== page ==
Debby weakens, but remains flood threat for Florida (+video)
Debby is now a tropical depression, but that news is not helping the threat from both flooding and tornadoes the storm system could still spawn.
St. George Island, Florida
Debby posed a flooding and tornado threat as it headed toward the Atlantic on Wednesday, forecasters warned, even if it didn't pack the same punch.Skip to next paragraph
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The National Hurricane Center downgraded Debby from a tropical storm to a tropical depression Tuesday night as it slogged across northern Florida toward the Atlantic coast. Debby's maximum sustained winds early Wednesday were near 35 mph.
But forecasters said a combination of storm surge and tide could bring flooding to coastal areas that have already been drenched by the storm that sat virtually motionless in the Gulf of Mexico for several days.
There was already major flooding at Black Creek, as well as several other rivers in the Jacksonville region, National Weather Service meteorologist Angie Enyedi said. She said tornadoes could form to the east and the southeast of the storm.
The hurricane center said early Wednesday that Debby was 25 miles southeast of St. Augustine, Fla., and moving east-northeast at about 10 mph. The storm was expected to head out to sea later in the day.
But many in Debby's path were still recovering from flooding that damaged homes, washed out roads, opened up sinkholes and closed a section of Interstate 10 — the state's main east-west highway.
Water was up to the roofs at some homes in low lying areas of Live Oak on Wednesday. Several feet of water remained around businesses in downtown near the courthouse and many roads were impassable.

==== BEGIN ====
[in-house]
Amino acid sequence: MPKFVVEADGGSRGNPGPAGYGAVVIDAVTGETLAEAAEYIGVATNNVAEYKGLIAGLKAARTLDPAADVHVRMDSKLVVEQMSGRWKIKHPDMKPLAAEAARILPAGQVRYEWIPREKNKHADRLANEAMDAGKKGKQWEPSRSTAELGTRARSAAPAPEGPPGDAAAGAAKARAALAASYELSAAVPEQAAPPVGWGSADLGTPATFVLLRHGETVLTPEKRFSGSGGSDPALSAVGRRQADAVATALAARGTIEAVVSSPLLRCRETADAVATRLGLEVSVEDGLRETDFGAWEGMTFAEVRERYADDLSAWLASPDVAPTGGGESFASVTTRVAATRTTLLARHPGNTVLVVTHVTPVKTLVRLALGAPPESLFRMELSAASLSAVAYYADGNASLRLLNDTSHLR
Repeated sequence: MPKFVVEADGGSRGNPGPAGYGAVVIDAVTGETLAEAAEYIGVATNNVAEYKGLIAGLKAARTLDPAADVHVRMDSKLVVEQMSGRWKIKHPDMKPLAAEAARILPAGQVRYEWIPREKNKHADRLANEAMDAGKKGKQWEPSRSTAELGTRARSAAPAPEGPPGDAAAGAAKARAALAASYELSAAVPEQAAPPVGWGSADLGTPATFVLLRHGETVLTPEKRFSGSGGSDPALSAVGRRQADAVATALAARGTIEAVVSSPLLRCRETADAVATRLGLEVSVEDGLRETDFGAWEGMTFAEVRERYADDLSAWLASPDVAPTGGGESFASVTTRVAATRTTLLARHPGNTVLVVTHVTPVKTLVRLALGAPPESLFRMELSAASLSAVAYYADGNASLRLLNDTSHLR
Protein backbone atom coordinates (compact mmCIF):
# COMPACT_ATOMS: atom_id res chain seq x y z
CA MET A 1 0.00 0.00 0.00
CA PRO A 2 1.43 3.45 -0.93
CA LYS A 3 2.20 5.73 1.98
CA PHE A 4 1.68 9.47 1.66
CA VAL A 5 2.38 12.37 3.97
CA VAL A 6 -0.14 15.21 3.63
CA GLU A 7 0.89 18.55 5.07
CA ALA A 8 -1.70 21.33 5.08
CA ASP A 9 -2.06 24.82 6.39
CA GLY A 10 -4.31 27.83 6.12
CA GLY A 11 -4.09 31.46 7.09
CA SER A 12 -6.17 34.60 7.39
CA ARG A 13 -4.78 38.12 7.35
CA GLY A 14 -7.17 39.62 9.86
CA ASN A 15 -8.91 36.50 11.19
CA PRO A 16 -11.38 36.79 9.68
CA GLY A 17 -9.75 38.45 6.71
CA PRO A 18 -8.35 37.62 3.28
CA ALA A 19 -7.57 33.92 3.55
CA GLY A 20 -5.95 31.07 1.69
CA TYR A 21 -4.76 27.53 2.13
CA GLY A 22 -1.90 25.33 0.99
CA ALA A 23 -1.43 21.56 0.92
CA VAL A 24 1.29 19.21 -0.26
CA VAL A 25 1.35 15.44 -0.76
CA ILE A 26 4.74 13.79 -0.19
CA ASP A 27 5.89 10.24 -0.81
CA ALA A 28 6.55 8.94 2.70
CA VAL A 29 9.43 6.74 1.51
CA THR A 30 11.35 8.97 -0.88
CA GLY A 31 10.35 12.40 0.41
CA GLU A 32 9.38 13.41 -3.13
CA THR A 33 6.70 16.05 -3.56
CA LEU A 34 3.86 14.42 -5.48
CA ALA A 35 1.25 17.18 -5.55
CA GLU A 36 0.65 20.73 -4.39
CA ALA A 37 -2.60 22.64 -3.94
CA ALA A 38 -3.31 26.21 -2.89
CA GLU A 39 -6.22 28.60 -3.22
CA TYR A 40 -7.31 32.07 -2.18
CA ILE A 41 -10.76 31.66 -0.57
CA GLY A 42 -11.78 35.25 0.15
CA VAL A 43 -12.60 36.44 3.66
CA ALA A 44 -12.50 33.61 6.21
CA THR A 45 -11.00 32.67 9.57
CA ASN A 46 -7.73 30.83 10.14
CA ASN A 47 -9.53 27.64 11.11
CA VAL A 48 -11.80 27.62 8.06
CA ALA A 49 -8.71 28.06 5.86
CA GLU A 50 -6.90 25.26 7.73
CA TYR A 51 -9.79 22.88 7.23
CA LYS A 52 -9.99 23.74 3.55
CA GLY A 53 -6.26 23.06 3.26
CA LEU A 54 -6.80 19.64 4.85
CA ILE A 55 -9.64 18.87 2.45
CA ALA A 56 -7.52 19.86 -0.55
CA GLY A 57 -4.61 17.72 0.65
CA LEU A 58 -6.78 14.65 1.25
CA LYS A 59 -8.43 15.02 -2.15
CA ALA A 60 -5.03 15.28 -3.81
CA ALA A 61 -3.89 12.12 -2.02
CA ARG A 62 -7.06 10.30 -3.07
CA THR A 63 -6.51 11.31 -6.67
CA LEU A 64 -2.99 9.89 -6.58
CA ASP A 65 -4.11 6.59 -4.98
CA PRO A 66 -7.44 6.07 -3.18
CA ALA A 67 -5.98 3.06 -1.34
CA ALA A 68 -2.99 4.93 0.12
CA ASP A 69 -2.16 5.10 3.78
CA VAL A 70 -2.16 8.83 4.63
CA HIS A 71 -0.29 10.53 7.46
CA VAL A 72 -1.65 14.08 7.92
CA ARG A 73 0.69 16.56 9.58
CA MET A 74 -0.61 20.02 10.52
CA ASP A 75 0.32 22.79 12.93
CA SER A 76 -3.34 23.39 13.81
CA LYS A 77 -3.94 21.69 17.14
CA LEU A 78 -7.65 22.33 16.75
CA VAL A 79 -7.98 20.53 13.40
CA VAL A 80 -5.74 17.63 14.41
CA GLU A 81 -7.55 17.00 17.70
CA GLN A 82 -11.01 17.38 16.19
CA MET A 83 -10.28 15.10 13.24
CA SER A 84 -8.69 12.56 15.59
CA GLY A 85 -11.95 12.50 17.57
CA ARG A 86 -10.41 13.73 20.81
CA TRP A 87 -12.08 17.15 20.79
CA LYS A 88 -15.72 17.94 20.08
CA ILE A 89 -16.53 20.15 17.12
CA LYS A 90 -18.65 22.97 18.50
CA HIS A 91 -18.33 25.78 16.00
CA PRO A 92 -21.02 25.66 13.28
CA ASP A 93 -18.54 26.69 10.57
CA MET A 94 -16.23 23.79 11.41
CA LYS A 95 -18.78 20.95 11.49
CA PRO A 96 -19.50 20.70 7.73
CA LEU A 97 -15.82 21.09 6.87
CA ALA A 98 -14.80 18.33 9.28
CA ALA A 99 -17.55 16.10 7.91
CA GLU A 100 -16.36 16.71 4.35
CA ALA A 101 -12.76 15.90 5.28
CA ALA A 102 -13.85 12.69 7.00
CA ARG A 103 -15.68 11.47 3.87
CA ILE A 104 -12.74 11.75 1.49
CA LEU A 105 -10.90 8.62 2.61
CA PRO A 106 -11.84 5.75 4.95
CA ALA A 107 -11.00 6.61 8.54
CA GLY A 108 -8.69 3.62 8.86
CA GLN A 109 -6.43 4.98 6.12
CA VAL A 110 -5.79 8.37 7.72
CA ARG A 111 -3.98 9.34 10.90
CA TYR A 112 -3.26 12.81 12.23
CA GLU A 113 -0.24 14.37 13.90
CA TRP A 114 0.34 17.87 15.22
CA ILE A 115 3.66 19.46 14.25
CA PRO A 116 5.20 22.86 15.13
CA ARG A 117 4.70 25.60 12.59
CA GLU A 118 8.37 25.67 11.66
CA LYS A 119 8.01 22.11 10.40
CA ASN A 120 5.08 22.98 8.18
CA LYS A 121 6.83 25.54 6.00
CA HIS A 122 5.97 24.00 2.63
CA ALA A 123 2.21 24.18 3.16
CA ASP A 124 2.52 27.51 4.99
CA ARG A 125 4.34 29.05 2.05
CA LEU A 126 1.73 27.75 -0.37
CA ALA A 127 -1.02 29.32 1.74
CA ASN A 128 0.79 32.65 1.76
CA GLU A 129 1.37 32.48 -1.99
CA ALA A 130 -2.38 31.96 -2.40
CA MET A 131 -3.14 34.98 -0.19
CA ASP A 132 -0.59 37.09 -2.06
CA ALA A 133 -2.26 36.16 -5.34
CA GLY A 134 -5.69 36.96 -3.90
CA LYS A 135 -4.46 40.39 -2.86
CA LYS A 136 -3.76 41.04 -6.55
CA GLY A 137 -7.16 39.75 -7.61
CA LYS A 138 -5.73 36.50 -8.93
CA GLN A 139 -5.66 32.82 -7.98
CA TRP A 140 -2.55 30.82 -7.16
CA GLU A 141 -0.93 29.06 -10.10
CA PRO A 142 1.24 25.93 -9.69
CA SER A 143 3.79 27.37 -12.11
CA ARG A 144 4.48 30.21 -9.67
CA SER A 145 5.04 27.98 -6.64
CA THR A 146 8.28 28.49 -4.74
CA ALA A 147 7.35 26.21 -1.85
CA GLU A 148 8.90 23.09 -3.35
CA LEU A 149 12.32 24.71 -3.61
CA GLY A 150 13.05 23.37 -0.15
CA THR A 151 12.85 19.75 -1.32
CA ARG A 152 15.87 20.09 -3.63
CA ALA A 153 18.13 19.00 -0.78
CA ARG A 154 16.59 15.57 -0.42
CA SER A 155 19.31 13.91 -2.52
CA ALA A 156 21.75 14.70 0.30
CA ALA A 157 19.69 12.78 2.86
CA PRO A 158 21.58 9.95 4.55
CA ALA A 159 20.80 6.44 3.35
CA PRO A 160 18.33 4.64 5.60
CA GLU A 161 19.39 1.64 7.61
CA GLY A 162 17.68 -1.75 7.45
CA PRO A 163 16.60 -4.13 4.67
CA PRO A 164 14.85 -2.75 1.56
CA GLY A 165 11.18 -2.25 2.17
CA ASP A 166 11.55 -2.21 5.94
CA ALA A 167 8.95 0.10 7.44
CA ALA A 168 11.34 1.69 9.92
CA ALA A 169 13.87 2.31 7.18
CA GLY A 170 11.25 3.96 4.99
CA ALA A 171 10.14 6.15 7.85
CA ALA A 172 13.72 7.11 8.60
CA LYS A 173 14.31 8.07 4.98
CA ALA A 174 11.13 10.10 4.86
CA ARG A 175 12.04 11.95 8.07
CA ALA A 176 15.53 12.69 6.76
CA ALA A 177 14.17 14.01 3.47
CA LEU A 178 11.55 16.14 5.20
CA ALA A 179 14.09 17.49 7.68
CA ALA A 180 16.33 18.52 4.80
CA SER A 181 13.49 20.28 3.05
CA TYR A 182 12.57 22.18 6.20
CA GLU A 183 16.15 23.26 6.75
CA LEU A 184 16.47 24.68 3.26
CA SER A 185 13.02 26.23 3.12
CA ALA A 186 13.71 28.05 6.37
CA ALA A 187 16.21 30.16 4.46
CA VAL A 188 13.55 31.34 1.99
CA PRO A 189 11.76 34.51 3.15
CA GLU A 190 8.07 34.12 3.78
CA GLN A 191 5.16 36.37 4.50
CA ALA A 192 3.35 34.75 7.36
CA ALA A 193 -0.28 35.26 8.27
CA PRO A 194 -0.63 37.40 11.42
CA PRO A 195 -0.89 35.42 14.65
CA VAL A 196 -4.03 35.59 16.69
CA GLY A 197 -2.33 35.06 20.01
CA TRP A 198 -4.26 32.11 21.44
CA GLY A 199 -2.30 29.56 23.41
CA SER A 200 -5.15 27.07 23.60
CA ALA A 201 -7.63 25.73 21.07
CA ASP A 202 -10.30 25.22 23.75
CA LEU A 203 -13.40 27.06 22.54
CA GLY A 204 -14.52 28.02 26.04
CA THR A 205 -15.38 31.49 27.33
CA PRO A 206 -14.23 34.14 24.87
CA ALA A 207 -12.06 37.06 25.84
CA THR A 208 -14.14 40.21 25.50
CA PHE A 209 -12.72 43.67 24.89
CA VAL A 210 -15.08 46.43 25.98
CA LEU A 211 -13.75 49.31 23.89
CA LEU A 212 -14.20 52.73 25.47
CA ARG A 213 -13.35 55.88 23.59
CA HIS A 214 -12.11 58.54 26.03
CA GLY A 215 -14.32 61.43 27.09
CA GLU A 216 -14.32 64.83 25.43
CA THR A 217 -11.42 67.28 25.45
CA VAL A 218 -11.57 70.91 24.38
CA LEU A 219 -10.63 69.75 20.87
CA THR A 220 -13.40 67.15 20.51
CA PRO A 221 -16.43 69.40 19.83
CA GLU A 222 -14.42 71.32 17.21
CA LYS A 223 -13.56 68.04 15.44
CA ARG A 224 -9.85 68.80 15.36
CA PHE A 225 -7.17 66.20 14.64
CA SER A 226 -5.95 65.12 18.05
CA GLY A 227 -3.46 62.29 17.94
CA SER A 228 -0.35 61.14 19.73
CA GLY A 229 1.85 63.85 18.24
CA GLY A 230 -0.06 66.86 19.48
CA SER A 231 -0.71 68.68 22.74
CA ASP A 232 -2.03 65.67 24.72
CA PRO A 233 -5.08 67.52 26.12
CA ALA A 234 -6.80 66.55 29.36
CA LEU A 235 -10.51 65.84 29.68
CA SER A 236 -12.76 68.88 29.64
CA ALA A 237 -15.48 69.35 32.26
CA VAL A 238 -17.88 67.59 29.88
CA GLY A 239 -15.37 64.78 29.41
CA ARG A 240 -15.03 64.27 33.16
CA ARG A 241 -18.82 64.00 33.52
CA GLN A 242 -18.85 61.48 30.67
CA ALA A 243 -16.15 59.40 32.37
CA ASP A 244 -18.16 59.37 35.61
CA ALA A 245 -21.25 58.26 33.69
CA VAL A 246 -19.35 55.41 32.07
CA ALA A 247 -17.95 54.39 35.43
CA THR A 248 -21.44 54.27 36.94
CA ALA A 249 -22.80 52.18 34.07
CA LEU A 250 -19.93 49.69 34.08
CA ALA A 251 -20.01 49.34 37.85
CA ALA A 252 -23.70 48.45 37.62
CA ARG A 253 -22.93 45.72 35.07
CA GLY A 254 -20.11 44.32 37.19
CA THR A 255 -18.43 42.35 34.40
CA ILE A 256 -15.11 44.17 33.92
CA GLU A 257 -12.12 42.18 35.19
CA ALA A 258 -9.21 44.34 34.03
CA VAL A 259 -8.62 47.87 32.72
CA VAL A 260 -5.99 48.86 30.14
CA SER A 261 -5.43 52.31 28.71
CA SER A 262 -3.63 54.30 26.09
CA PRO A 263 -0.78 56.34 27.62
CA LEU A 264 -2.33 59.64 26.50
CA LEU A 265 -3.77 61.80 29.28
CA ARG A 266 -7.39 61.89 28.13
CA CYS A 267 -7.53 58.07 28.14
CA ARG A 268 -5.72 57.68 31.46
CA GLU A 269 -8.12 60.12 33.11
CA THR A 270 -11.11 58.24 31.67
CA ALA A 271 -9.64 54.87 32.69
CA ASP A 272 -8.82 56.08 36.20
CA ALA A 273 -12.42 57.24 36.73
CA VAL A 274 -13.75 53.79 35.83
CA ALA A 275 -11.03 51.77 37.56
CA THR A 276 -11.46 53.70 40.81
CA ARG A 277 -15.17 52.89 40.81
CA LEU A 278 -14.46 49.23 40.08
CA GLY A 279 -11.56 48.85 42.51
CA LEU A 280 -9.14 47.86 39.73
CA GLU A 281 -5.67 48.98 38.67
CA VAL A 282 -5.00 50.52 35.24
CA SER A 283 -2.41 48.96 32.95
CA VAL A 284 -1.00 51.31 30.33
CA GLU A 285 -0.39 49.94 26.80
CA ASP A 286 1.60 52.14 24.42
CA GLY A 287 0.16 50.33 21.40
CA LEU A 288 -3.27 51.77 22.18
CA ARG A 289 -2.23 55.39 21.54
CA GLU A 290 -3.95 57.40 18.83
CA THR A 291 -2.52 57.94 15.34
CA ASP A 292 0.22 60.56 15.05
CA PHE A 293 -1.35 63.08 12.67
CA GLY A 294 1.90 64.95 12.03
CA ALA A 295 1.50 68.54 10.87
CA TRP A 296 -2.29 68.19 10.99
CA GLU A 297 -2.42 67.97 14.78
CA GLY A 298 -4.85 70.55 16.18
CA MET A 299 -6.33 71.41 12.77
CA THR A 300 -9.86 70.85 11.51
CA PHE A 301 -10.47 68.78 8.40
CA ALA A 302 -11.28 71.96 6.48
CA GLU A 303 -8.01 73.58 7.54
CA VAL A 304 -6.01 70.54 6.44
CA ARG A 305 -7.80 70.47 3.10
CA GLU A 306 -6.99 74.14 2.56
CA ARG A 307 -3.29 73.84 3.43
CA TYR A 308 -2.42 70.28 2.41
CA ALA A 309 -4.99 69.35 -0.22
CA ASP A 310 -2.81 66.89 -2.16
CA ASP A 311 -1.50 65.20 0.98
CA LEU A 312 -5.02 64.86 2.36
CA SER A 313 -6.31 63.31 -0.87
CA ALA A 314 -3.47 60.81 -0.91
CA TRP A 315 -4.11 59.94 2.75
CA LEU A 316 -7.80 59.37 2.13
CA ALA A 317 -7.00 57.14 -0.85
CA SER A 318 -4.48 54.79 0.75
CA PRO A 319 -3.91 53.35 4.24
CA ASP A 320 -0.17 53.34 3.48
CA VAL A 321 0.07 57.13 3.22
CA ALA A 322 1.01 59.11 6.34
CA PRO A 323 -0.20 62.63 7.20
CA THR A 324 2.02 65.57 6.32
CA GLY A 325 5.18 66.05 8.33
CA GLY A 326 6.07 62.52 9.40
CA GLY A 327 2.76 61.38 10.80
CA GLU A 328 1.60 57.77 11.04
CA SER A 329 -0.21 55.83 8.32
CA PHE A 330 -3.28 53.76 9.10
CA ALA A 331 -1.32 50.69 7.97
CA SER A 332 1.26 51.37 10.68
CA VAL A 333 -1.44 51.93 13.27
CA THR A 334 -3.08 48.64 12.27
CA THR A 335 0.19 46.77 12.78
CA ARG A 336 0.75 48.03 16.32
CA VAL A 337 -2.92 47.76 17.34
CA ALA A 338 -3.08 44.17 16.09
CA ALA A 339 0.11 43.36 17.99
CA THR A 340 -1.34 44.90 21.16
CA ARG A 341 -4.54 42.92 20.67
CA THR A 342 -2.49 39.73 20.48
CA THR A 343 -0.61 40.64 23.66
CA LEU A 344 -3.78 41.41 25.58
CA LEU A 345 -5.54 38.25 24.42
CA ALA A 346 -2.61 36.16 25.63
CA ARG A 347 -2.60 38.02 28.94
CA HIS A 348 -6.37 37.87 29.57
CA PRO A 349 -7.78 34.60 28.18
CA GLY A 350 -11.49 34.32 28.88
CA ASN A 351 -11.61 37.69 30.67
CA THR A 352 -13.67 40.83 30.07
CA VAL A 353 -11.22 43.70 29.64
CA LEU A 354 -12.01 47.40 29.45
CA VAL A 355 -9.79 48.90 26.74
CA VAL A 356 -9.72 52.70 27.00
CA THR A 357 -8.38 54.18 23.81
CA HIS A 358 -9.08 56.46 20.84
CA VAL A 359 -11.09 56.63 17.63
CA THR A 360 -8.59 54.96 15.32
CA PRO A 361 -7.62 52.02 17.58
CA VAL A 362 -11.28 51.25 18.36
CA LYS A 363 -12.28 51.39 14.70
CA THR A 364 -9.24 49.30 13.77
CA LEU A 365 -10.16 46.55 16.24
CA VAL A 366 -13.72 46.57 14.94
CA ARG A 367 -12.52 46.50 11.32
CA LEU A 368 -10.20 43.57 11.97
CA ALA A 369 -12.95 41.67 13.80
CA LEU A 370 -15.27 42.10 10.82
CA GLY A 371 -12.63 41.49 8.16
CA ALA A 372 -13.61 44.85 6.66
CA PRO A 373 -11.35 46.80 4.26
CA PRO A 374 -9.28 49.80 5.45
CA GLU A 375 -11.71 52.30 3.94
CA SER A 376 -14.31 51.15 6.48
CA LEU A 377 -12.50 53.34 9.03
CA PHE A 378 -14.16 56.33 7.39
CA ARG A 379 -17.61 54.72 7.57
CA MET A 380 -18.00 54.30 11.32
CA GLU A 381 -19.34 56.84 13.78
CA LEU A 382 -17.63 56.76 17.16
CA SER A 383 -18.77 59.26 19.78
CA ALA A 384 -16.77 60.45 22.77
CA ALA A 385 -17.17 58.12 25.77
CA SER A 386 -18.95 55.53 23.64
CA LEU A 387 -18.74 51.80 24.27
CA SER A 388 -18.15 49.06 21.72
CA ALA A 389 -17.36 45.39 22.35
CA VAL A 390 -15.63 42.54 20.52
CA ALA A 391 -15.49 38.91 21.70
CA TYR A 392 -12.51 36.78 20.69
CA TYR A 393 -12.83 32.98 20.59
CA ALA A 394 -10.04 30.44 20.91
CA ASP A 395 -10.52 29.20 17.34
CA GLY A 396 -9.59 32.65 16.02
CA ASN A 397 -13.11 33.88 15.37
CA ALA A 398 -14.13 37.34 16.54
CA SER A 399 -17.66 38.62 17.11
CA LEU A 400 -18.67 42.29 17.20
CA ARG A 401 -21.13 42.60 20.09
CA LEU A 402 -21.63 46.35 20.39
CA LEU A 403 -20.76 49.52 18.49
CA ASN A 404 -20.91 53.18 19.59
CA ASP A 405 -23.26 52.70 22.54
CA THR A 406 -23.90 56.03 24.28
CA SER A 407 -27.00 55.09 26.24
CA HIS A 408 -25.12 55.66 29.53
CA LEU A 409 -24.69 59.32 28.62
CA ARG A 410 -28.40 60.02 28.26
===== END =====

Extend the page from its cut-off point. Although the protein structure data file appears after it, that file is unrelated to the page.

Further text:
"The water came in so fast last night," said Live Oak resident Jorge Torres. "We were lucky to get out what we could. My shed is underwater."
Vacationers were wearing ponchos instead of swimsuits at the peak of the summer season because of the tropical storm, which has drenched Florida for at least four days straight like a giant shower head set up over the state's Gulf Coast. Debby has dumped as much as 26 inches of rain in some spots.
Disney World wasn't as crowded as usual Tuesday, and one of its water parks closed because of the soggy, windy weather.
Along the Florida Panhandle, the parking lot at the 100-room Buccaneer Inn was empty because of a power outage ahead of the usually big pre-July Fourth weekend.
"We've had bad luck on this island," said the inn's vice president, JoAnn Shiver. "We've had Dennis. We've had Katrina. We had the oil spill."
In a state where the biggest attractions are the sand and the sun, Debby forced many to make other plans.
Douglas and Carolyn Green of Nashville, Tenn., were supposed to spend a week on St. George Island with three generations of family, but arrived to find the electricity was out and the bridge closed to non-residents for fear of looters. They spent Monday night in nearby Apalachicola, and then all nine relatives headed to Fort Walton Beach.